The Ottawa charter initiated a redefinition and repositioning of institutions, epistemic communities, and actors at the “health” end of the disease–health continuum, a perspective that had been labeled the “salutogenic approach” by Aaron Antonovsky.6 In overcoming an individualistic understanding of lifestyles and in highlighting social environments and policy, the orientation of health promotion began to shift from focusing on the modification of individual risk factors or risk behaviors to addressing the “context and meaning” of health actions and the determinants that keep people healthy. The Canadian Lalonde report is often cited as having been the starting point of this new development. Recently the director of the Pan American Health Organization, Sir George Alleyne, reflected on this issue, stating that “it is perhaps not accidental that the impetus for the focus on health promotion for the many should have risen in Canada which is often credited with maintaining a more egalitarian approach in all health matters.”7

In its Health for All strategy, WHO positioned health at the center of development policy and defined the goal of health policy as “providing all people with the opportunity to lead a socially and economically productive life.”3 It proposed a revolutionary shift in perspective from input to outcomes: governments were to be held accountable for the health of their populations, not just for the health services they provided. Lester Breslow, the father of the Alameda County study and one of the world’s leading epidemiologists, had argued in 1985 that “the stage is set for a new public health revolution.”8 The Ottawa charter echoed this challenge as well as the link to public health history in its subtitle, “The Move Towards a New Public Health.”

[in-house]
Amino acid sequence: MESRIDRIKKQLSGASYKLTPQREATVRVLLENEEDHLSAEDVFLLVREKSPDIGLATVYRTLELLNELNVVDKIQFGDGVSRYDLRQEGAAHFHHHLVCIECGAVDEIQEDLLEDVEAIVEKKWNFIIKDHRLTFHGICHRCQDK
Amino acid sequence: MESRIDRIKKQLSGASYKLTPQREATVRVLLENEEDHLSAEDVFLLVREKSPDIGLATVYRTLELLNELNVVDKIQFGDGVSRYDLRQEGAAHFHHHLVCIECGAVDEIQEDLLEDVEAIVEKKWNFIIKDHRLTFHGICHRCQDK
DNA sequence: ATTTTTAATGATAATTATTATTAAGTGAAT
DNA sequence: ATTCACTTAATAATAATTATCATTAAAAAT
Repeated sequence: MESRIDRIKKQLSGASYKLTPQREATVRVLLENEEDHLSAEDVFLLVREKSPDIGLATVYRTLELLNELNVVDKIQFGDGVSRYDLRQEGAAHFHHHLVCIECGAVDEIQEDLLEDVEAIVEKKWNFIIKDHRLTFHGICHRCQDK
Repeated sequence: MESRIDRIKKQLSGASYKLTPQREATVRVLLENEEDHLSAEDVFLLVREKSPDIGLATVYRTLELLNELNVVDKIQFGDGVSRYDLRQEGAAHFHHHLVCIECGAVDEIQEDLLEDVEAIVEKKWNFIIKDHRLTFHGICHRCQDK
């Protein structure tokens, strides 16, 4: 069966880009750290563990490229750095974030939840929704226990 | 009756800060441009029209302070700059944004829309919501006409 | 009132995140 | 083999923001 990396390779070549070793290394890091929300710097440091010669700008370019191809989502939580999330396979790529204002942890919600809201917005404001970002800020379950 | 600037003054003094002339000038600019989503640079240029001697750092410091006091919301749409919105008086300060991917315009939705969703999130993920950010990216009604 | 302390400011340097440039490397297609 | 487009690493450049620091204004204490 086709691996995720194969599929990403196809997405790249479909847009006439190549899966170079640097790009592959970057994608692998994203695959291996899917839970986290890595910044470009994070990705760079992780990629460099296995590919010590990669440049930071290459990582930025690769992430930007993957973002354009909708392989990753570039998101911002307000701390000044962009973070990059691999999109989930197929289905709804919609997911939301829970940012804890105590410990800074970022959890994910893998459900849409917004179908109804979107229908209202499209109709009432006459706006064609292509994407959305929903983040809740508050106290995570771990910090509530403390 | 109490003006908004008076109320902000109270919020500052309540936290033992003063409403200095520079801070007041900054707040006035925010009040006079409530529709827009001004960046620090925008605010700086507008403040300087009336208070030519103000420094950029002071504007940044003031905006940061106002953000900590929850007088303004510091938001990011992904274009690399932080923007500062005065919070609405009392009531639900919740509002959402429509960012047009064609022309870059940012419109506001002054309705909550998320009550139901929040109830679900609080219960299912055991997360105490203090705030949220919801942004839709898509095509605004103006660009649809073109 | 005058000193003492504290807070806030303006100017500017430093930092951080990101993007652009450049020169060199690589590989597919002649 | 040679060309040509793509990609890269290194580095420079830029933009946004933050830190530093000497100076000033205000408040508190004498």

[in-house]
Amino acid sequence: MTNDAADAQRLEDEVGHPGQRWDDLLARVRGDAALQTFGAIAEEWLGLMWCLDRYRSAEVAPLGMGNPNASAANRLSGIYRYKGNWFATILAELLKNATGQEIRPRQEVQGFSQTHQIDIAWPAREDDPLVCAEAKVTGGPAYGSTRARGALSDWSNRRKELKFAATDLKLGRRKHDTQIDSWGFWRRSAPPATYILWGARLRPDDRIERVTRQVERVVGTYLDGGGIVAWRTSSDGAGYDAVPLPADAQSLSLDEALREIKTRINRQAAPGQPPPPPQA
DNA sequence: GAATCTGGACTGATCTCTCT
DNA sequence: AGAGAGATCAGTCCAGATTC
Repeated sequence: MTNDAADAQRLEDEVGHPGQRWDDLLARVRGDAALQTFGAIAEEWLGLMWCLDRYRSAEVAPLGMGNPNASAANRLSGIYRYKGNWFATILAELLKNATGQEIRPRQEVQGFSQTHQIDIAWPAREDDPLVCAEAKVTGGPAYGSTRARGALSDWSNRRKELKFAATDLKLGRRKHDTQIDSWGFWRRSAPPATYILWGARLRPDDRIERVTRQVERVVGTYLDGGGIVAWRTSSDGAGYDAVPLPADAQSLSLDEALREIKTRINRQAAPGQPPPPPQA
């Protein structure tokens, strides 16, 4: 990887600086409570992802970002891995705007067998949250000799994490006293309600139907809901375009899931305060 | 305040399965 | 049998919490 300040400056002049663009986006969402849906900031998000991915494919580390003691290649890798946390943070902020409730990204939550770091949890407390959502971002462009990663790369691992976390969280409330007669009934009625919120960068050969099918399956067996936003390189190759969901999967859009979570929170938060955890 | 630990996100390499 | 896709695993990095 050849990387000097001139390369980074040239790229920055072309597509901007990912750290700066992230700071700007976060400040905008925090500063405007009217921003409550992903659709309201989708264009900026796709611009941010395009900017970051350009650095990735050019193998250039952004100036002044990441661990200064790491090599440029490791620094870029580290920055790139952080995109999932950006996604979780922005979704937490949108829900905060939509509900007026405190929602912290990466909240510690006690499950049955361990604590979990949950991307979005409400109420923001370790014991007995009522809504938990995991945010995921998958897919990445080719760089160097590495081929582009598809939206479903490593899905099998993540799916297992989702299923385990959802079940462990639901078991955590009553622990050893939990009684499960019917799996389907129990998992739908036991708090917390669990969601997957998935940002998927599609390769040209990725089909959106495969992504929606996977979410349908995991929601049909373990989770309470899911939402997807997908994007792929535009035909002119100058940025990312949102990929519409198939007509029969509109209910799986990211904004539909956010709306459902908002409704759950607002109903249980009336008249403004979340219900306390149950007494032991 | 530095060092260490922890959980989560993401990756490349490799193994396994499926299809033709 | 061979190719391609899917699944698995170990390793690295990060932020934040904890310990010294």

Fourteen years later, in a commentary published in the Journal of the American Medical Association, Breslow deemed the Ottawa charter the document that has best captured the essence of the third public health revolution by conceptualizing health as a “resource for living” and shifting the focus from disease prevention to “capacity building for health.”9 In many parts of the world, influenced in particular by WHO and the Pan American Health Organization, health promotion has come to be understood not only as an approach that moves “beyond health care” but also as a commitment to social reform and equity. The Pan American Health Organization included the categories of the Ottawa charter in its 2001 annual report, and the director’s message stated: “For an organization devoted to health, such as ours, the main strategies of health promotion can find application in almost all aspects of our work.”7